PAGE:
- Striped sunflower – When problem birds take over a feeder, striped sunflower becomes an excellent alternative. Its thick shells are no problem for cardinals but smaller species will usually give up and find a feeding station with easier choices.
- Safflower – Safflower seeds have a thick shell, hard for some birds to crack open but it is a favorite among cardinals.
- Cracked corn
- Nyjer® seed
- Apple slices
- Grape Jelly
Flowers that Attract Cardinals to Your Yard
A beautiful array of flowers in your landscaping or container garden is sure to attract a bird’s eye. Many of these plants also produce tasty seeds for refueling or quick snacks.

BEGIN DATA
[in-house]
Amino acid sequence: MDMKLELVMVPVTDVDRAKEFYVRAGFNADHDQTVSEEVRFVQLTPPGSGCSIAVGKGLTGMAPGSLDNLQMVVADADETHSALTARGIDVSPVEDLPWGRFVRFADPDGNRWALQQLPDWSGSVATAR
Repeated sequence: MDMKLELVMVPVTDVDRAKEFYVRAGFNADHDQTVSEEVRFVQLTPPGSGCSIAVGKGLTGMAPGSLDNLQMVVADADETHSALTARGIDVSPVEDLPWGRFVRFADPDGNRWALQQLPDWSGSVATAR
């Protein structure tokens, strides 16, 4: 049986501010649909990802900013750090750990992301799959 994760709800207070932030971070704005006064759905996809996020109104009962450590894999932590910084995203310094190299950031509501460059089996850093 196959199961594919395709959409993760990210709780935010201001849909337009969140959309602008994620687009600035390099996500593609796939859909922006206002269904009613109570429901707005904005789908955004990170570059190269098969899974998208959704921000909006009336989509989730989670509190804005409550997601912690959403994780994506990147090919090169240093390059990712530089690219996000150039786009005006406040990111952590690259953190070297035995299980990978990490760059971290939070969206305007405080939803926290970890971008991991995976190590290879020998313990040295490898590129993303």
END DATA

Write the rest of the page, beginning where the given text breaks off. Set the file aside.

- Purple coneflowers
- Black-eyed Susan
Consider adding native prairie plants like millet, sorghum, blanket flowers, goldenrod, and globe thistle, and birds will think they have gone to heaven.
More Ways to Attract Cardinals
1. Offer a Water Source or Bird Bath
To give your cardinals a little extra security in the water, add a small stick or two to your birdbath. It will give the bird a comfortable place to rest while it drinks or after bathing. Little touches like these can help attract and keep northern cardinals in your back yard all year long!